The camps in Xinjiang, China, made global headlines this month. The exact number of members of the Muslim Uighur and Kazakh ethnic minorities imprisoned there is unknown. Some estimate hundreds of thousands, others a million. United Nation bodies and international human rights organizations have called on the Chinese government to release those detained. But as shocking as these reports are, indefinite detention on such a massive scale in China is not new. For years, centers across China have detained hundreds of thousands of Chinese citizens—not on religious grounds, but for drug use. Understanding this process helps situate Xinjiang’s camps inside China’s larger carceral system.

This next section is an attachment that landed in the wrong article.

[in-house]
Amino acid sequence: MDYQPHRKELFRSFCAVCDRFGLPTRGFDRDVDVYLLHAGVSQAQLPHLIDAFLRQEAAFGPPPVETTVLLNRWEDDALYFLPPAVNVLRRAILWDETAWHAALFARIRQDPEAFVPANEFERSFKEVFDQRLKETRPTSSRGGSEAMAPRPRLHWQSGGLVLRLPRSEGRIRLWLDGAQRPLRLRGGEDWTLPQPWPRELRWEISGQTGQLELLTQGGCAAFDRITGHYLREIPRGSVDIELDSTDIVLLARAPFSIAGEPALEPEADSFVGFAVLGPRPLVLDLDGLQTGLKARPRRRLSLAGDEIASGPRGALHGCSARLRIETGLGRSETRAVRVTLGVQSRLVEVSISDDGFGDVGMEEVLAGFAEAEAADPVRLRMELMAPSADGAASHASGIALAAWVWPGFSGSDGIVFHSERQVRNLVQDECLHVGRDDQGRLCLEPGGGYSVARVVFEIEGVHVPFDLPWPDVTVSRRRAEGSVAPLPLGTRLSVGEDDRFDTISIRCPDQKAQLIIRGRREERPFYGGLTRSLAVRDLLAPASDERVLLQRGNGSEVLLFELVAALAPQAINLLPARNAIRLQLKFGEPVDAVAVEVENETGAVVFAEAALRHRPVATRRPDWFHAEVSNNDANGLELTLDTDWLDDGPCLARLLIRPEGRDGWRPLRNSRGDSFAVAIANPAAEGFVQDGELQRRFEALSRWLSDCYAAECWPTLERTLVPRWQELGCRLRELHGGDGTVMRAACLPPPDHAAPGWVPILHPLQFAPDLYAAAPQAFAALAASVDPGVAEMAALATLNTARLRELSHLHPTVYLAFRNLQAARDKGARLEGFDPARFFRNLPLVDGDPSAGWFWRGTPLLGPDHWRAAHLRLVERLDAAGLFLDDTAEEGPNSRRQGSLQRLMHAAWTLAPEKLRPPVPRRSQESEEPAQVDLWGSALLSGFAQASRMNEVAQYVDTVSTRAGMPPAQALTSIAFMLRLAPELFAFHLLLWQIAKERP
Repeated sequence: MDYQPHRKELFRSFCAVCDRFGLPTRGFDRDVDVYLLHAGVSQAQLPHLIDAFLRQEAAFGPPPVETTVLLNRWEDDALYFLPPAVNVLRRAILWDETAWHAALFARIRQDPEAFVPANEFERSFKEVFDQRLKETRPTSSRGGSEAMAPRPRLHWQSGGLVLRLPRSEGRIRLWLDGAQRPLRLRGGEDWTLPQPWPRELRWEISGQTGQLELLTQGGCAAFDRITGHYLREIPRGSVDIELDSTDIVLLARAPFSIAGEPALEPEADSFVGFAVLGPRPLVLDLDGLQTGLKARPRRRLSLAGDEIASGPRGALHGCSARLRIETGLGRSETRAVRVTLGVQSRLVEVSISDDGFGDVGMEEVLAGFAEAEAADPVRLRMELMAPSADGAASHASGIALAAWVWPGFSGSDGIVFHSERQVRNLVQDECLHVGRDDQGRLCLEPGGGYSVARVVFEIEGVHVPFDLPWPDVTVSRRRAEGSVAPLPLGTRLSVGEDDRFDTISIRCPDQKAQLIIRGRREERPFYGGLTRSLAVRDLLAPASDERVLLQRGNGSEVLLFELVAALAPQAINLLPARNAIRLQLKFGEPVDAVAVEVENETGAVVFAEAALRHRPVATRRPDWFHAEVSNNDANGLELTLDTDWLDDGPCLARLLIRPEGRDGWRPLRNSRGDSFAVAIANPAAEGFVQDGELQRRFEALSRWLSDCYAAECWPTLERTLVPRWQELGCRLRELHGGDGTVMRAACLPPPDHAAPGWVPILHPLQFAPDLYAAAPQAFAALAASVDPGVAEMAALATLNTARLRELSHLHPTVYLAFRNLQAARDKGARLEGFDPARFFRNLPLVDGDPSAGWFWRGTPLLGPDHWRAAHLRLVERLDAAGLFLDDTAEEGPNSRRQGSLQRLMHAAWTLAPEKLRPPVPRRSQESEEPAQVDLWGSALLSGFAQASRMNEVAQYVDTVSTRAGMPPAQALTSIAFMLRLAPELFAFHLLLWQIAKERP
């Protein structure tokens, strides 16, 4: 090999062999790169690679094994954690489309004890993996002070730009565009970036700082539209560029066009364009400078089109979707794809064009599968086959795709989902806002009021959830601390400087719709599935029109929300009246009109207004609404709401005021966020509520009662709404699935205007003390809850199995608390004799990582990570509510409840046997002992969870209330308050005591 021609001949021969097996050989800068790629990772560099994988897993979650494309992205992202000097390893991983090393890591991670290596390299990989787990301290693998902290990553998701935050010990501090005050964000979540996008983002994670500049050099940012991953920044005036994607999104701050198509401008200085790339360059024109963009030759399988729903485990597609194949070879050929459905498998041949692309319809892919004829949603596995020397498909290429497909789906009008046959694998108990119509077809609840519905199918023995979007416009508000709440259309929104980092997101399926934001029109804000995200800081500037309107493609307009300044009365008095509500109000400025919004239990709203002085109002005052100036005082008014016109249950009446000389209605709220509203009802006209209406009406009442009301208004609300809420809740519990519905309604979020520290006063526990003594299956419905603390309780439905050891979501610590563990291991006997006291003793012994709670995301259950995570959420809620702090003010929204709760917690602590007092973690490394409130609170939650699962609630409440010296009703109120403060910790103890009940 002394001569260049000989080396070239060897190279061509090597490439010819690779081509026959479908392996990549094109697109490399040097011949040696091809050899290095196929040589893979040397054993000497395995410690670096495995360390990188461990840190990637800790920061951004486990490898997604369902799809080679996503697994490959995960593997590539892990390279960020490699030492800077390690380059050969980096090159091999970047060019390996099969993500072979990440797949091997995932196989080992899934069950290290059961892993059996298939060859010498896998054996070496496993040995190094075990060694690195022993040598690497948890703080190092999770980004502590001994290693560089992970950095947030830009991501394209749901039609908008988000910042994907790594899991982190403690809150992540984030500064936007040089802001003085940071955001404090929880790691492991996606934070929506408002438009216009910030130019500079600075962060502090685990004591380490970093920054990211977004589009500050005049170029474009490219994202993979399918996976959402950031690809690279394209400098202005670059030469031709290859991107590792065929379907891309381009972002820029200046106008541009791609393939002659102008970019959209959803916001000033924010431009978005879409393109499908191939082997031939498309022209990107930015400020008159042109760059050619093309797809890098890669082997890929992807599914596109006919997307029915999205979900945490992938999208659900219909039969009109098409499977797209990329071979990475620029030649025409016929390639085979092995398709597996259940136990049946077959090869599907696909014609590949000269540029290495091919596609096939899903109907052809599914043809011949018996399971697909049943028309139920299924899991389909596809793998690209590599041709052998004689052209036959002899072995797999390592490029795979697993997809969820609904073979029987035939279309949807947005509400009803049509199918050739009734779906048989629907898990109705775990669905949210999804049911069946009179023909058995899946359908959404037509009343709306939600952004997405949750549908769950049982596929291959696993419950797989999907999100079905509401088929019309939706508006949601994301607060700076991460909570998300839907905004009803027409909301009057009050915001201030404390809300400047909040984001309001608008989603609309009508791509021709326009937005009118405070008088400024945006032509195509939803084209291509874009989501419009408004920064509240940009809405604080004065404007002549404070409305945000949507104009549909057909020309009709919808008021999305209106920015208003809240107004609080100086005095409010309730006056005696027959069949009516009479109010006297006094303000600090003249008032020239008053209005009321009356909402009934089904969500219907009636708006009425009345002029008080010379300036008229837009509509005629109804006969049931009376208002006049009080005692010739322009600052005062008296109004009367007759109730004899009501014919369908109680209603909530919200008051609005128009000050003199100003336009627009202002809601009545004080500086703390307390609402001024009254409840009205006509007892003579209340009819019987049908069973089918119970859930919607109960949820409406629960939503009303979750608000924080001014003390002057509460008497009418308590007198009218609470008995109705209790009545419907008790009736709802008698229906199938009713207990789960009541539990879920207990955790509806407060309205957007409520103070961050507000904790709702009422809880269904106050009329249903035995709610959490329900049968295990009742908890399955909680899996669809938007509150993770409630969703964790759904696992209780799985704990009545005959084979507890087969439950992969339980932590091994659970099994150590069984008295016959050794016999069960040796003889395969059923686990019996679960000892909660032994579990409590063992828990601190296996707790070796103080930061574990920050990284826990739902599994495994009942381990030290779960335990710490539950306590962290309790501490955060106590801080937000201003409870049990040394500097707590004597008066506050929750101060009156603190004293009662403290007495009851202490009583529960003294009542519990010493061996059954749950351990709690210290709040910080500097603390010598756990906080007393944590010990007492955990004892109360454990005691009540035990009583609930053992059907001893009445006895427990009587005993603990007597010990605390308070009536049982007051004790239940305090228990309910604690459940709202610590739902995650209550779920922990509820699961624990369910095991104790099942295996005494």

In China, drug use is technically decriminalized; under Chinese law, it is an administrative, not a criminal, offense. China, however, is not Portugal, where drug use was fully decriminalized in 2001 and where the police help those who use drugs find appropriate medical and social care. While the Chinese government funds methadone maintenance therapy and needle exchanges, police still detain thousands of people every year for using drugs.
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